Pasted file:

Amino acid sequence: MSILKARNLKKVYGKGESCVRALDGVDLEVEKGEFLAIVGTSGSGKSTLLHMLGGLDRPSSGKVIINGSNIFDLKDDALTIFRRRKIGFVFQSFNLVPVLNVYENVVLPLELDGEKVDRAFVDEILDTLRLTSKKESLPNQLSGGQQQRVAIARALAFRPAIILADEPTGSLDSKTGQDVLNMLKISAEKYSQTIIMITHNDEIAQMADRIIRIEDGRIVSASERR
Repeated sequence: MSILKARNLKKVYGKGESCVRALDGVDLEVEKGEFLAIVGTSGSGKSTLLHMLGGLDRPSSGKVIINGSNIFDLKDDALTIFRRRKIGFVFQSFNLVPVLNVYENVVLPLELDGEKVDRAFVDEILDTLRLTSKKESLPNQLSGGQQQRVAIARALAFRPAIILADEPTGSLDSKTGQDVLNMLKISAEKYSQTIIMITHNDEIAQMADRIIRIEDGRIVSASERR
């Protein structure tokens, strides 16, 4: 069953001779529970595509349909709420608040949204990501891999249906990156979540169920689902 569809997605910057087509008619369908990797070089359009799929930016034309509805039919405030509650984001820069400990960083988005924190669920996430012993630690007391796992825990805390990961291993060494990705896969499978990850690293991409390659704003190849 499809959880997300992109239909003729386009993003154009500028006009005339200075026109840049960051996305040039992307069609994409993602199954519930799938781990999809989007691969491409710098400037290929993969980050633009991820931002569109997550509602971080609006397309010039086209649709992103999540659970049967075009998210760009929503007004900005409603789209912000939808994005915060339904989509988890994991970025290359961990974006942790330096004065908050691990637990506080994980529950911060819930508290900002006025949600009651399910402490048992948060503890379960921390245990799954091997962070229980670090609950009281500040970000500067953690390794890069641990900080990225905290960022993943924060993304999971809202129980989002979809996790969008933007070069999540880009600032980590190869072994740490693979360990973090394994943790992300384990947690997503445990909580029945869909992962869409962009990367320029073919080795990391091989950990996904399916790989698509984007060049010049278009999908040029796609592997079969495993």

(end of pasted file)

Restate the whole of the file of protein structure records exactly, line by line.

Amino acid sequence: MSILKARNLKKVYGKGESCVRALDGVDLEVEKGEFLAIVGTSGSGKSTLLHMLGGLDRPSSGKVIINGSNIFDLKDDALTIFRRRKIGFVFQSFNLVPVLNVYENVVLPLELDGEKVDRAFVDEILDTLRLTSKKESLPNQLSGGQQQRVAIARALAFRPAIILADEPTGSLDSKTGQDVLNMLKISAEKYSQTIIMITHNDEIAQMADRIIRIEDGRIVSASERR
Repeated sequence: MSILKARNLKKVYGKGESCVRALDGVDLEVEKGEFLAIVGTSGSGKSTLLHMLGGLDRPSSGKVIINGSNIFDLKDDALTIFRRRKIGFVFQSFNLVPVLNVYENVVLPLELDGEKVDRAFVDEILDTLRLTSKKESLPNQLSGGQQQRVAIARALAFRPAIILADEPTGSLDSKTGQDVLNMLKISAEKYSQTIIMITHNDEIAQMADRIIRIEDGRIVSASERR
């Protein structure tokens, strides 16, 4: 069953001779529970595509349909709420608040949204990501891999249906990156979540169920689902 569809997605910057087509008619369908990797070089359009799929930016034309509805039919405030509650984001820069400990960083988005924190669920996430012993630690007391796992825990805390990961291993060494990705896969499978990850690293991409390659704003190849 499809959880997300992109239909003729386009993003154009500028006009005339200075026109840049960051996305040039992307069609994409993602199954519930799938781990999809989007691969491409710098400037290929993969980050633009991820931002569109997550509602971080609006397309010039086209649709992103999540659970049967075009998210760009929503007004900005409603789209912000939808994005915060339904989509988890994991970025290359961990974006942790330096004065908050691990637990506080994980529950911060819930508290900002006025949600009651399910402490048992948060503890379960921390245990799954091997962070229980670090609950009281500040970000500067953690390794890069641990900080990225905290960022993943924060993304999971809202129980989002979809996790969008933007070069999540880009600032980590190869072994740490693979360990973090394994943790992300384990947690997503445990909580029945869909992962869409962009990367320029073919080795990391091989950990996904399916790989698509984007060049010049278009999908040029796609592997079969495993």